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There are good reasons for Canada’s prime minister to visit Africa.
African leaders are looking to change their relationships with Western democracies from being dependent on foreign aid to more mature trading partnerships.
The old-style paternalistic aspects of foreign aid are considered inappropriate for many countries in sub-Saharan Africa now emerging from Third World conditions. The region features some of the fastest growing economies in the world, in countries like Ethiopia, Rwanda and Ghana.
Those countries need everything, from raw materials to engineering to food, and Canada, which should be looking to diversify its trade, is well-positioned to supply them.
Those possibilities were well down on Justin Trudeau’s agenda as he visited Ethiopia and Senegal this week. Mostly, he was there for the latest version of Canada’s diplomatic vanity project: acquiring enough votes for a seat on the UN Security Council.
That vote will be held in June and Canada is vying for one of two seats against Norway and Ireland.
First stop was Ethiopia, where Trudeau attended African Union meetings. He met several heads of state; he looked for votes and promised $10 million for gender equity. Then it was on to the French-speaking West African country of Senegal, where things got awkward.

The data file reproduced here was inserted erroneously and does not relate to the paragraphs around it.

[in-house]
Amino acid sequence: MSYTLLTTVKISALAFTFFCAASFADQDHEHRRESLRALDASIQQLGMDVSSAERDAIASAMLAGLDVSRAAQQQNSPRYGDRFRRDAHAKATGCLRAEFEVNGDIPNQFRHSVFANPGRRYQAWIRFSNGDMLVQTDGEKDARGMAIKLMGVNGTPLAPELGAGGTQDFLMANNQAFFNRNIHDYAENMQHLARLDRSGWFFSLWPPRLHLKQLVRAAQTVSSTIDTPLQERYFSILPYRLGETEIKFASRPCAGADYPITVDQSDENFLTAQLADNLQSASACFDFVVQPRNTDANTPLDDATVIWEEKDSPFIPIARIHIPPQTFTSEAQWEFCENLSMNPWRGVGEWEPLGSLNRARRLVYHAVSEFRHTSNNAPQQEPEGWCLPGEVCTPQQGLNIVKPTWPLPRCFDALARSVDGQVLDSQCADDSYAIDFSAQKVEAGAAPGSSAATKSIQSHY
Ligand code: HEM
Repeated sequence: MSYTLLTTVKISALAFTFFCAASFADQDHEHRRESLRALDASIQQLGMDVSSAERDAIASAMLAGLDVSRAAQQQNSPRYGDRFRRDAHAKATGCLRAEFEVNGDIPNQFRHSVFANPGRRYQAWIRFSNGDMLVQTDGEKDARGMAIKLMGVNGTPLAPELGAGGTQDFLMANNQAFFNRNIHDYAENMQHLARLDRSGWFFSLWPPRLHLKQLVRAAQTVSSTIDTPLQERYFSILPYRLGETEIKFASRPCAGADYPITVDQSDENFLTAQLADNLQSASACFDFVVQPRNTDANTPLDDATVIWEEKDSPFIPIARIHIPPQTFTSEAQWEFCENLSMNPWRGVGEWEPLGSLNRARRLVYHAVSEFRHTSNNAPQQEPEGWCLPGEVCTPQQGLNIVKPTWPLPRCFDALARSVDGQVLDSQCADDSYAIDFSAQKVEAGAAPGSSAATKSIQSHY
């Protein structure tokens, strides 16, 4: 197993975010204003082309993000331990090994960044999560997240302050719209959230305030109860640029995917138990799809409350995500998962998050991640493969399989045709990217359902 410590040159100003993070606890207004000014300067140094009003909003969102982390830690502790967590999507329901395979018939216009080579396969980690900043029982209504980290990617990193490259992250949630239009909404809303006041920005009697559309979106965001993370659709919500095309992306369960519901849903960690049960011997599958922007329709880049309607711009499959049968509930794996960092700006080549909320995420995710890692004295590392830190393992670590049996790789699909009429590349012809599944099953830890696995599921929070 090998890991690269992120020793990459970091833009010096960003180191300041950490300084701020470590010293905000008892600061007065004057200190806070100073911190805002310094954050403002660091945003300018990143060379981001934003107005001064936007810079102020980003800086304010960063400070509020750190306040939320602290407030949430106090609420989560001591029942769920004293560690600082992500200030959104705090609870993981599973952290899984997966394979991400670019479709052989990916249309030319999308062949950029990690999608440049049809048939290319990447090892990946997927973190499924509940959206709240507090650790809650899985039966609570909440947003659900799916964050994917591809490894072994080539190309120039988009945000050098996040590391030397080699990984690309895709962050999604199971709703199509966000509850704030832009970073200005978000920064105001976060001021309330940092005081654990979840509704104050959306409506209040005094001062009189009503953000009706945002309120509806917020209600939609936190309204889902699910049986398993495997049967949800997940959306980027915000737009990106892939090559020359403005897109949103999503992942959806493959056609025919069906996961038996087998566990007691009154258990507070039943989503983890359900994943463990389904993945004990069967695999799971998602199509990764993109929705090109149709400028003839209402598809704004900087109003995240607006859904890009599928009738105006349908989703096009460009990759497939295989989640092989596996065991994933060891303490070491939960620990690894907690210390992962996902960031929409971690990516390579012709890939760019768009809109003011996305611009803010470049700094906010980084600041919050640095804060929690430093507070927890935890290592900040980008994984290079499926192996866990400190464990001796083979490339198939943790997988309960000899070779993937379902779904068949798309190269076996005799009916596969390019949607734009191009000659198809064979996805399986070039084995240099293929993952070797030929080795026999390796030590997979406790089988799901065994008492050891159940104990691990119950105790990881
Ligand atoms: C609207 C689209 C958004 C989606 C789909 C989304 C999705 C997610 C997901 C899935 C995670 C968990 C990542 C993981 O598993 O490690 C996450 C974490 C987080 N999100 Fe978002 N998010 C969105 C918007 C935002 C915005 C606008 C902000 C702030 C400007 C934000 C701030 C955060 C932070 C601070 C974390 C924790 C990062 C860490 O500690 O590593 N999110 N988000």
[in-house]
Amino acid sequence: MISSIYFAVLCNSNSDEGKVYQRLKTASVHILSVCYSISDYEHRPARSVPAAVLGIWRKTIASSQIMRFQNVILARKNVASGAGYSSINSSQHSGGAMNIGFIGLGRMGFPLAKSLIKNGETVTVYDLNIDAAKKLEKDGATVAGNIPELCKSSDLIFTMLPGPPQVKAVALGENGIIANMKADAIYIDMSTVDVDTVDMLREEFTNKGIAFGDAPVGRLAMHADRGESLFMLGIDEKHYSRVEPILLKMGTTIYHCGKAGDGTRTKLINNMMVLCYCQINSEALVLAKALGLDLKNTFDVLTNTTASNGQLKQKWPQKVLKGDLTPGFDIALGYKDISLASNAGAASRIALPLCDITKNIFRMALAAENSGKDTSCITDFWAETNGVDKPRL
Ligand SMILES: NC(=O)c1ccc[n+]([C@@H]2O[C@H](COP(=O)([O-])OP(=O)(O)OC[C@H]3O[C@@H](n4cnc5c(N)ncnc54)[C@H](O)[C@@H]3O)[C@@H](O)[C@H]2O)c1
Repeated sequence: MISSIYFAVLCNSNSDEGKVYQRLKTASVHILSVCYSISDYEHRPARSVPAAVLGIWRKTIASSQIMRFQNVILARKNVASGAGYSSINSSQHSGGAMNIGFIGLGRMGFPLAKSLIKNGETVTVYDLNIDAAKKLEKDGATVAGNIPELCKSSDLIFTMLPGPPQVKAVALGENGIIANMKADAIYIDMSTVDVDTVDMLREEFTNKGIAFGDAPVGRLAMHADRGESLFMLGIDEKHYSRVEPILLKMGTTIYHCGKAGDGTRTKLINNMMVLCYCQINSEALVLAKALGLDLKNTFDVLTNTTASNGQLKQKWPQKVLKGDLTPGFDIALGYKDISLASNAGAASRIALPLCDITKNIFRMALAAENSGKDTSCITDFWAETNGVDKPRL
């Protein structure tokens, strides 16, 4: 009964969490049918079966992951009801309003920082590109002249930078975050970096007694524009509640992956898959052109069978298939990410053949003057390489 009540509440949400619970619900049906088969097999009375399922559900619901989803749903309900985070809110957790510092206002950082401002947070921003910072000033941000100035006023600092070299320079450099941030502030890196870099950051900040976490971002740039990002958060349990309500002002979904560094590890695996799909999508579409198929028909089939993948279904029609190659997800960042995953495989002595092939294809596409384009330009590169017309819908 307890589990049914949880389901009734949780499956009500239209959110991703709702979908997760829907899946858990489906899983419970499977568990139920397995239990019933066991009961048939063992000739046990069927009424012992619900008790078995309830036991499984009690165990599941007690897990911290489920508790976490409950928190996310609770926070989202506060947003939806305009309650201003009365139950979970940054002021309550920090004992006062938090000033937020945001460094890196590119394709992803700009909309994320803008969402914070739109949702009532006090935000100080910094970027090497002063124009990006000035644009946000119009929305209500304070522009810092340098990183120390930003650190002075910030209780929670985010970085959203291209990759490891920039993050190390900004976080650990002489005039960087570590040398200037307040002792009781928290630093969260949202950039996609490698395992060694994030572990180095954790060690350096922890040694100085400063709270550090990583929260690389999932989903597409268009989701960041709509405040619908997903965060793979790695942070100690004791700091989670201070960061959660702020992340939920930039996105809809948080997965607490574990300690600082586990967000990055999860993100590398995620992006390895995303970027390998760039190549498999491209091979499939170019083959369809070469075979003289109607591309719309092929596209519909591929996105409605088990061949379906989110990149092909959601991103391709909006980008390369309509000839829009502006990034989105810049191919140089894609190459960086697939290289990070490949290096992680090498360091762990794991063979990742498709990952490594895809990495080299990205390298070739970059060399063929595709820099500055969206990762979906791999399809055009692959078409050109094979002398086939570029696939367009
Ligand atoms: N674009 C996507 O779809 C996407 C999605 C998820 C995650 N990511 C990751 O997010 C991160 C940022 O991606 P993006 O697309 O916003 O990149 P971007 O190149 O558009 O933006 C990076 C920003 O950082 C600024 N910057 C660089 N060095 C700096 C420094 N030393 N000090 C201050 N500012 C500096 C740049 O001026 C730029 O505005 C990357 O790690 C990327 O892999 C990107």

Trudeau acquired Senegal’s backing for the UN vote, but raised the issue of that country’s treatment of gays and lesbians. Same-sex relationships are illegal there and can result in a jail sentence. Gay marriage is unthinkable.
Senegalese President Macky Sall said his country has no intention of changing. “It is not possible,” he said. “Our country does not accept it.”
The hypocrisy is palpable. On the one hand, Canada makes a big deal of defending LGBTQ rights on the global scene. On the other, we’re happy to court approval from a country that criminalizes homosexuality.
It’s especially galling when you consider how little is at stake. What, exactly, does a seat on the security council do for Canada?
It’s not like a seat confers influence. Whatever matters of consequence are discussed at the security council are subject to a veto from the five permanent members anyway.
Perhaps the Liberals are working to assuage wounds from the years of funding cuts Canada’s diplomatic corps suffered under Stephen Harper’s government.
Trudeau did discuss a foreign investment protection agreement with Ethiopia. However, our business leaders say Canada is way behind China, the EU and the U.S. in building economic ties in the region.
And other African leaders wondered why, when Canada hasn’t restored diplomatic missions closed by Harper, Trudeau is showing up now looking for UN votes.
So why doesn’t Canada mount an ambitious trade mission to Africa? That should have been the focus of Justin Trudeau’s trip.
Surely Canadians could derive more benefits from drumming up business in economies starving for investment than a misguided tour that didn’t do much more than tilt at diplomatic windmills.